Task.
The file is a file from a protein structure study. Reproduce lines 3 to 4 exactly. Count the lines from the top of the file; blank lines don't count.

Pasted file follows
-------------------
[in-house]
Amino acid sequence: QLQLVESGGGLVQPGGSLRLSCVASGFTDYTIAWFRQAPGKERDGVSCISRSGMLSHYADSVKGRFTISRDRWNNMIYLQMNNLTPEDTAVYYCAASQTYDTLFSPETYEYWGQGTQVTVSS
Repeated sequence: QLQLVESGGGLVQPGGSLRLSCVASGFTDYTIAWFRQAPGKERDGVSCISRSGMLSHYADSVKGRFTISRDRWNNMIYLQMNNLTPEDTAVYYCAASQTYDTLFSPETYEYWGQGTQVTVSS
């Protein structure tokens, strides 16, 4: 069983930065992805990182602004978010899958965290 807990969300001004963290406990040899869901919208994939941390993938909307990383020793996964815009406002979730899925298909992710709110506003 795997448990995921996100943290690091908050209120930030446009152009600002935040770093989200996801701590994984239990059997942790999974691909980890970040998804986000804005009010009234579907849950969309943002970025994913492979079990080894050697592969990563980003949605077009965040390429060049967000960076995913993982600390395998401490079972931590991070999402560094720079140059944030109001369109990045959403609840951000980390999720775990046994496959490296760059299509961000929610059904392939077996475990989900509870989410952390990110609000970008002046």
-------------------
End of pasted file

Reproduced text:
Repeated sequence: QLQLVESGGGLVQPGGSLRLSCVASGFTDYTIAWFRQAPGKERDGVSCISRSGMLSHYADSVKGRFTISRDRWNNMIYLQMNNLTPEDTAVYYCAASQTYDTLFSPETYEYWGQGTQVTVSS
């Protein structure tokens, strides 16, 4: 069983930065992805990182602004978010899958965290 807990969300001004963290406990040899869901919208994939941390993938909307990383020793996964815009406002979730899925298909992710709110506003 795997448990995921996100943290690091908050209120930030446009152009600002935040770093989200996801701590994984239990059997942790999974691909980890970040998804986000804005009010009234579907849950969309943002970025994913492979079990080894050697592969990563980003949605077009965040390429060049967000960076995913993982600390395998401490079972931590991070999402560094720079140059944030109001369109990045959403609840951000980390999720775990046994496959490296760059299509961000929610059904392939077996475990989900509870989410952390990110609000970008002046």